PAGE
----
Yesterday while I was picking up Daniel from camp I overheard one of his friends (also African- American) ask him, "How come you are brown and your mom is white?" Daniel didn't answer, and his face got very stiff and angry. So on the way home I counseled him on how to answer his friends questions about our family. We've had this conversation several times before, but he's just not comfortable enough with his adoption story to confidently share it with other kids. (I'll be speaking to his counselor this morning about helping him during their "share time".)*
Most young children don't have the language to educate their friends about different kinds of families. I feel strongly that is OUR job as parents to help our children understand that there are lots of different kinds of families, and lots of different kinds of people, in our beautiful world. Seems simple right? Sometimes not. So here is a handy guide for the next time you are in the playground with a family that looks like ours (and different from yours).
First of all, we should encourage our children's questions about diversity. When we bring our children to another part of the city and they ask, "Why are the buildings so tall!?" we don't say, "Shh.... it's not polite to ask questions!" or whisper ,"I'll explain when we get home." So if your child asks you to explain the presence of a family/person who looks different to them, answer them!
Just a few weeks ago Daniel asked some questions about a family made up of two dads and a little boy (adopted). We used it as a great opportunity to educate him on the variety of families that are possible. At first he was incredulous, but then he got it. Kids usually do. They know better than adults do that Love and Trust are what make a family.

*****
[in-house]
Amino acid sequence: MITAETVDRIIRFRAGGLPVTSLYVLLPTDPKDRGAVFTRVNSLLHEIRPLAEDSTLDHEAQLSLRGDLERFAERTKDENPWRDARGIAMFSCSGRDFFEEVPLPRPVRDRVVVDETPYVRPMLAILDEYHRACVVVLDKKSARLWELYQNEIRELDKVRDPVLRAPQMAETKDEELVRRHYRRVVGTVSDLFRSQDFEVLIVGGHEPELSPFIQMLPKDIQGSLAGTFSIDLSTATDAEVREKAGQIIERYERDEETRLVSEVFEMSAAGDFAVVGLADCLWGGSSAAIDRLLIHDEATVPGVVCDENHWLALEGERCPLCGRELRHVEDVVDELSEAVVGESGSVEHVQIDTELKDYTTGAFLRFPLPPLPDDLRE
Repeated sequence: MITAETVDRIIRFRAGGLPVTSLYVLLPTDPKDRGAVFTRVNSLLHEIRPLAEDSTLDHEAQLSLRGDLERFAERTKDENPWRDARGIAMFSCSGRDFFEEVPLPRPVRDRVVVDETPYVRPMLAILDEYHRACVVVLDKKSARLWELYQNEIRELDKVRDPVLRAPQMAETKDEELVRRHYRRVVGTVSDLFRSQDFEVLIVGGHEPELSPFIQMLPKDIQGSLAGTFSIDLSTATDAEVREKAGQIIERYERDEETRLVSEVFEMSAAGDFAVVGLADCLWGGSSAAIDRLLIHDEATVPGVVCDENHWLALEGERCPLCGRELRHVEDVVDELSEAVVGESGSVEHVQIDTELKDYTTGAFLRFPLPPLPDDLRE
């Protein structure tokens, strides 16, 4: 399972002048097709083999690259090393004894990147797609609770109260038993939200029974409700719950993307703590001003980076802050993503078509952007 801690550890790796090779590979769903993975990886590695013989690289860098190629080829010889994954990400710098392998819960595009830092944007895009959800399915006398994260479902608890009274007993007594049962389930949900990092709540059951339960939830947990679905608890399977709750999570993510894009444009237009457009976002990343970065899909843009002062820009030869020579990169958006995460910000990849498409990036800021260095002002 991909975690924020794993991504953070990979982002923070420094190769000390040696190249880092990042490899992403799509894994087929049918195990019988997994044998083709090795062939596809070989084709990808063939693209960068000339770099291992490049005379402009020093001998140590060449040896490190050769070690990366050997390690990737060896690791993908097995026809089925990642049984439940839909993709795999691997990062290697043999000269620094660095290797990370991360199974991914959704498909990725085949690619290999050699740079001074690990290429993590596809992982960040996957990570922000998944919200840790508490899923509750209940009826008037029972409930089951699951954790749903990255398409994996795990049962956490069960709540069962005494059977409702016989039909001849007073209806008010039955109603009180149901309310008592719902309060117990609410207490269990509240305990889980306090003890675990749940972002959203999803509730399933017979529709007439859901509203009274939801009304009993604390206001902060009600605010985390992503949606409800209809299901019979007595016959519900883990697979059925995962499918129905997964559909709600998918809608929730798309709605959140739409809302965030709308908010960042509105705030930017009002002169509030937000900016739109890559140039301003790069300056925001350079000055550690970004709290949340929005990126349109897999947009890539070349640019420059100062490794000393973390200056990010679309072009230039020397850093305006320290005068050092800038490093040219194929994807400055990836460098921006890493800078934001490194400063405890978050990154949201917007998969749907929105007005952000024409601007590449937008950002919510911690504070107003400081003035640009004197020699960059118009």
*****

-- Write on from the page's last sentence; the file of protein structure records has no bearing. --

Of course, we can teach our children to ask questions politely. There is a big difference between "What's wrong with him!?!" and "Why is that man sitting in a wheelchair?"
Here are some common questions we get in the playground, and the answers I give.
You may notice that I answer without telling strangers my children's personal stories.
How come you don't look alike?
Daniel and Lily were adopted. They were born in Ethiopia so they look like their Ethiopian family.
What does 'adopted' mean?
Adopted is how some children become part of a family. Most kids are born into their families. But sometimes the mom and dad who have a baby can't take care of him or her, so the baby/child is adopted by another family.
Are they going to go back?
No, adoption is forever. Once a family adopts a child/baby, they are a family forever. (No need to start talking about adoption disruption or people putting their kids on one-way international flights.)
Is that your real mom?/dad?
Yes, we are a real family. There are no fake mommies around here!
Are they adopted?!
"She was adopted," not "she is adopted." Same as: "she was born" not "she is born."
First mother/father or birthmother/father, not "natural" or "real" mother/father.
"His first family made an adoption plan." not "He was put up or given up for adoption."
And also... there's no need to whisper. Adopted is not a "dirty" word. :)
And Thank You!
* Update: not only was the counselor very helpful, it turns out there is a girl in his group who was also adopted from Ethiopia! Small, wonderful world!